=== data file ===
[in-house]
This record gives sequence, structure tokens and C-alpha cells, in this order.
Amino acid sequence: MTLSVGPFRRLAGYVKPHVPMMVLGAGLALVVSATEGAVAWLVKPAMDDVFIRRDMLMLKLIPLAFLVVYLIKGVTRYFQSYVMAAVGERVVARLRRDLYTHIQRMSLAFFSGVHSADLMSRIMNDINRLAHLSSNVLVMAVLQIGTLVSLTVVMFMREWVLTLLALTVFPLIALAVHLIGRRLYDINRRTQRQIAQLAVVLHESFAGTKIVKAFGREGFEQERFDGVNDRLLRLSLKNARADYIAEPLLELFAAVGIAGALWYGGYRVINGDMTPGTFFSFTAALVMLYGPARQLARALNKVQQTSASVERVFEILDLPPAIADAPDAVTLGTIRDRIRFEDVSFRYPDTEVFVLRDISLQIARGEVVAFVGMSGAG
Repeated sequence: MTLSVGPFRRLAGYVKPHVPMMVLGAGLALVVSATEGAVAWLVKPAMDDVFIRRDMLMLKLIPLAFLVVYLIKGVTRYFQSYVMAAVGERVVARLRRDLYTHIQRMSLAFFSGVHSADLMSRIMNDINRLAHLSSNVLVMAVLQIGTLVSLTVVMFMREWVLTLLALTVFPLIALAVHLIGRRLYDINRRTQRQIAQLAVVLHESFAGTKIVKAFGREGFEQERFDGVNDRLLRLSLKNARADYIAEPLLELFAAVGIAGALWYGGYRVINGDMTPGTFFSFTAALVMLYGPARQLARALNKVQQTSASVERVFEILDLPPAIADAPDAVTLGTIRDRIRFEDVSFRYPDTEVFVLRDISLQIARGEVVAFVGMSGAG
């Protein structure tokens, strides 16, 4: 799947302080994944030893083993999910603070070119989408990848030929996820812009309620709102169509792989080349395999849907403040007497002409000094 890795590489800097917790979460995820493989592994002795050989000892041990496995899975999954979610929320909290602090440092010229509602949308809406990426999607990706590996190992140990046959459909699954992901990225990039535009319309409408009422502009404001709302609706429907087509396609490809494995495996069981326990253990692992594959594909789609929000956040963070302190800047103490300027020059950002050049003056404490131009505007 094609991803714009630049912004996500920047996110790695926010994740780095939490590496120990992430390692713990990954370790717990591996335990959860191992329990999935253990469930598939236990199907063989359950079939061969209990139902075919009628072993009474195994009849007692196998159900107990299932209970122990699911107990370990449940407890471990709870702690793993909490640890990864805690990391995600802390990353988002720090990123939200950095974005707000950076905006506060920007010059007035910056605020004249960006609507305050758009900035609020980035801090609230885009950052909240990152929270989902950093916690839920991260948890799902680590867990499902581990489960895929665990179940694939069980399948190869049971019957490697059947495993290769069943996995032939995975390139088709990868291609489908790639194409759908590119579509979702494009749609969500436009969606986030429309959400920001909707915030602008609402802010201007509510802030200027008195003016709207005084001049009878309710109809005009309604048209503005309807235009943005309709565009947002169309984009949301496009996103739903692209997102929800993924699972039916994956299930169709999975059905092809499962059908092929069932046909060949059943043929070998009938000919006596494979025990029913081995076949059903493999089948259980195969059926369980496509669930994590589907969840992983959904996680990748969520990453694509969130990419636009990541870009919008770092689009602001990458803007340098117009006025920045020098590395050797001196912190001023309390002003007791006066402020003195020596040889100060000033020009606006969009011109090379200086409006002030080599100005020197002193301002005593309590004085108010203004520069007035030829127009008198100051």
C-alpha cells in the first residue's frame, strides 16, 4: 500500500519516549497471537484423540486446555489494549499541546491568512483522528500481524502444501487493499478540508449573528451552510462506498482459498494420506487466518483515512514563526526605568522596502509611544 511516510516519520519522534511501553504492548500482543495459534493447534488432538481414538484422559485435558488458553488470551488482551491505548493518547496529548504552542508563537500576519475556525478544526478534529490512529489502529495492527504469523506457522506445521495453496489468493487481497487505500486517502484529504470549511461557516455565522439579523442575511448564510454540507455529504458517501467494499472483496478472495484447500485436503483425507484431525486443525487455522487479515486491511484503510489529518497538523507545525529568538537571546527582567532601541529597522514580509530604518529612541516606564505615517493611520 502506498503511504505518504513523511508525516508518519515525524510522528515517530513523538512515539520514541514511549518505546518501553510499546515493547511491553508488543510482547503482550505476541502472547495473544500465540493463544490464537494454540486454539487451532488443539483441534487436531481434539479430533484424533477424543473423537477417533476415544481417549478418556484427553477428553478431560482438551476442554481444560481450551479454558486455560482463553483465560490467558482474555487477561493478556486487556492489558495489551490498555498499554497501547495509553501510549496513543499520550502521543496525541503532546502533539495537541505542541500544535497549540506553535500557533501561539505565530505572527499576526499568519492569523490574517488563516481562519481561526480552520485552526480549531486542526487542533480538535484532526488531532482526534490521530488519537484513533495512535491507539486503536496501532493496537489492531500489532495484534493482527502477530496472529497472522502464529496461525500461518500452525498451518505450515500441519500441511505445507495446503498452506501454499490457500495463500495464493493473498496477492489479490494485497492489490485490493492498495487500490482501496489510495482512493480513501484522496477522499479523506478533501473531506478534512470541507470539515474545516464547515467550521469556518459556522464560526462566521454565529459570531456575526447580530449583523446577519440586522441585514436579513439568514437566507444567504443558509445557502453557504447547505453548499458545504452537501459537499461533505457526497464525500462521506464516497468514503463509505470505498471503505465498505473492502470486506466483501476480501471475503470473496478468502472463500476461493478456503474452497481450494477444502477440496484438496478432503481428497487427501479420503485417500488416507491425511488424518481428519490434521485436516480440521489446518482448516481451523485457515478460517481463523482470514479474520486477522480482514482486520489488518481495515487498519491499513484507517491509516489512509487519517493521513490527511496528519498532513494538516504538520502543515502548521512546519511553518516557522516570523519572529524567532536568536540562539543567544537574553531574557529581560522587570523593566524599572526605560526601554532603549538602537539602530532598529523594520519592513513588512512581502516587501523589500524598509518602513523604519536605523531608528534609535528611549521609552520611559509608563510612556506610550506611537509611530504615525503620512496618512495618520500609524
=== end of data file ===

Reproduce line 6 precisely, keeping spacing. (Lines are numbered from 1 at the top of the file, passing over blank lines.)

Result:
C-alpha cells in the first residue's frame, strides 16, 4: 500500500519516549497471537484423540486446555489494549499541546491568512483522528500481524502444501487493499478540508449573528451552510462506498482459498494420506487466518483515512514563526526605568522596502509611544 511516510516519520519522534511501553504492548500482543495459534493447534488432538481414538484422559485435558488458553488470551488482551491505548493518547496529548504552542508563537500576519475556525478544526478534529490512529489502529495492527504469523506457522506445521495453496489468493487481497487505500486517502484529504470549511461557516455565522439579523442575511448564510454540507455529504458517501467494499472483496478472495484447500485436503483425507484431525486443525487455522487479515486491511484503510489529518497538523507545525529568538537571546527582567532601541529597522514580509530604518529612541516606564505615517493611520 502506498503511504505518504513523511508525516508518519515525524510522528515517530513523538512515539520514541514511549518505546518501553510499546515493547511491553508488543510482547503482550505476541502472547495473544500465540493463544490464537494454540486454539487451532488443539483441534487436531481434539479430533484424533477424543473423537477417533476415544481417549478418556484427553477428553478431560482438551476442554481444560481450551479454558486455560482463553483465560490467558482474555487477561493478556486487556492489558495489551490498555498499554497501547495509553501510549496513543499520550502521543496525541503532546502533539495537541505542541500544535497549540506553535500557533501561539505565530505572527499576526499568519492569523490574517488563516481562519481561526480552520485552526480549531486542526487542533480538535484532526488531532482526534490521530488519537484513533495512535491507539486503536496501532493496537489492531500489532495484534493482527502477530496472529497472522502464529496461525500461518500452525498451518505450515500441519500441511505445507495446503498452506501454499490457500495463500495464493493473498496477492489479490494485497492489490485490493492498495487500490482501496489510495482512493480513501484522496477522499479523506478533501473531506478534512470541507470539515474545516464547515467550521469556518459556522464560526462566521454565529459570531456575526447580530449583523446577519440586522441585514436579513439568514437566507444567504443558509445557502453557504447547505453548499458545504452537501459537499461533505457526497464525500462521506464516497468514503463509505470505498471503505465498505473492502470486506466483501476480501471475503470473496478468502472463500476461493478456503474452497481450494477444502477440496484438496478432503481428497487427501479420503485417500488416507491425511488424518481428519490434521485436516480440521489446518482448516481451523485457515478460517481463523482470514479474520486477522480482514482486520489488518481495515487498519491499513484507517491509516489512509487519517493521513490527511496528519498532513494538516504538520502543515502548521512546519511553518516557522516570523519572529524567532536568536540562539543567544537574553531574557529581560522587570523593566524599572526605560526601554532603549538602537539602530532598529523594520519592513513588512512581502516587501523589500524598509518602513523604519536605523531608528534609535528611549521609552520611559509608563510612556506610550506611537509611530504615525503620512496618512495618520500609524